Overall, I don't hate Homecoming, just felt underwhelmed, kinda like how I felt after I finished Alien: Covenant. If you're a Spider-Man fan, I'm certain you'll like it, but if you're not, this won't change your mind. (6.5/10) 

Saturday, July 08, 2017

47 Meters Down

Year: 2017
Director: Johannes Roberts
Cast: Mandy Moore, Claire Holt, Matthew Modine

Plot: Two sisters vacationing in Mexico decide to take a trip in a shark cage, but things go south in a hurry when the boat's crane snaps and the cage plummets 47 meters to the ocean floor. The girls now have to figure out how to survive with limited oxygen and sharks surrounding them.

Review: This film was originally set to be released on DVD, but then a studio that bought the rights to the film decided to release it in theaters. One wonders if they were trying to capitalize on the success of The Shallows from last year.

As the film's story goes, two sisters, Lisa and Kate are vacationing in Mexico. Kate, being the more adventurous of the two, persuades Lisa to join her in a shark cage experience in the ocean. Lisa, still healing from a breakup, agrees. Then trouble ensues when the boat's crane breaks and the cage sinks to the ocean floor. The sisters are trapped at the bottom, with air running out and sharks circling them. What will they do?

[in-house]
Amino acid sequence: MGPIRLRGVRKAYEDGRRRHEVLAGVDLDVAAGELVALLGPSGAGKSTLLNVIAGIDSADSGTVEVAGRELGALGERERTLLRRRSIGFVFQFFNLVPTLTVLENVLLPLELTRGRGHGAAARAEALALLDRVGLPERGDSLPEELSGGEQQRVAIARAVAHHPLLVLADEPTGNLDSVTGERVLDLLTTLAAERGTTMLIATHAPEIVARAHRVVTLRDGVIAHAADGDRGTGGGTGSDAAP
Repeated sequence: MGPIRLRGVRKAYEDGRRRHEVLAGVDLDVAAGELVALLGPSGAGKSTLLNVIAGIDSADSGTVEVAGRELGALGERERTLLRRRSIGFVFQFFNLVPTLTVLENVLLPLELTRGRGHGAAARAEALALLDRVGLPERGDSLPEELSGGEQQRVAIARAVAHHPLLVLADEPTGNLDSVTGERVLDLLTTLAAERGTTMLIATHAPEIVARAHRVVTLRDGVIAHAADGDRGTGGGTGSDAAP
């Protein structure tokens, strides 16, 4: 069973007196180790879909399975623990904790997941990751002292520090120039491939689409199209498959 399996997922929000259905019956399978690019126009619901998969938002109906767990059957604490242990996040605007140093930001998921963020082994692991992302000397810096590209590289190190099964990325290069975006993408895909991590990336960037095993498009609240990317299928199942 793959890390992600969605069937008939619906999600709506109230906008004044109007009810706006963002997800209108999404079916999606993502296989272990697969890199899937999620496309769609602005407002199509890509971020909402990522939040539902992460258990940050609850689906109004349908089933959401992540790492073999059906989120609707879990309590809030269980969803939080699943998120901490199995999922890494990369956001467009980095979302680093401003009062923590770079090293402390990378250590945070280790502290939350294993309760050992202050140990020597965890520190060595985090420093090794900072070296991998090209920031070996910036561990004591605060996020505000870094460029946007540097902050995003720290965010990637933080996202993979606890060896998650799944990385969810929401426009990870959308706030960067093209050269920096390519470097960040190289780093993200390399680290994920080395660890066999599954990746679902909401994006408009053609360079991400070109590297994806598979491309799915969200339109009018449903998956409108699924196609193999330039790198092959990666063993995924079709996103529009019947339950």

Writer/director Johannes Roberts makes 47 Meters Down as simple as possible for his audience. Two victims, trapped at the bottom of the ocean, there are sharks and time is limited. Nothing complicated, which is how most survival horror flicks should operate, and for the most part, he succeeds. Roberts makes good use of his environment and manages to create a handful of suspenseful moments, and unsurprisingly it usually involves a shark getting too close. It does take a while for the action to begin as Roberts spends a bit of time introducing us to the sisters, but once tragedy strikes, the pace picks up considerably. 

Mandy Moore and Claire Holt are convincing enough as Lisa and Kate respectively while Matthew Modine is alright in his short appearance as the boat captain. Credit goes to Roberts for not creating a cliched scenario where the sisters blame one another for the mishap.

However, other predictable cliches do turn up, making the ending much too easy to anticipate. There are also other elements that could have been avoided, like the girls constantly checking their oxygen meter and saying out loud that their air is running out, or the script's flimsy excuse for Lisa's breakup. But thankfully, these are minor faults, and Roberts still succeeds in filming this tightly so it doesn't overstay its welcome.

47 Meters Down isn't quite as awesome as The Shallows for sure, but it's a little more than decent entertainment, and can be quite fun if you allow it. (7/10)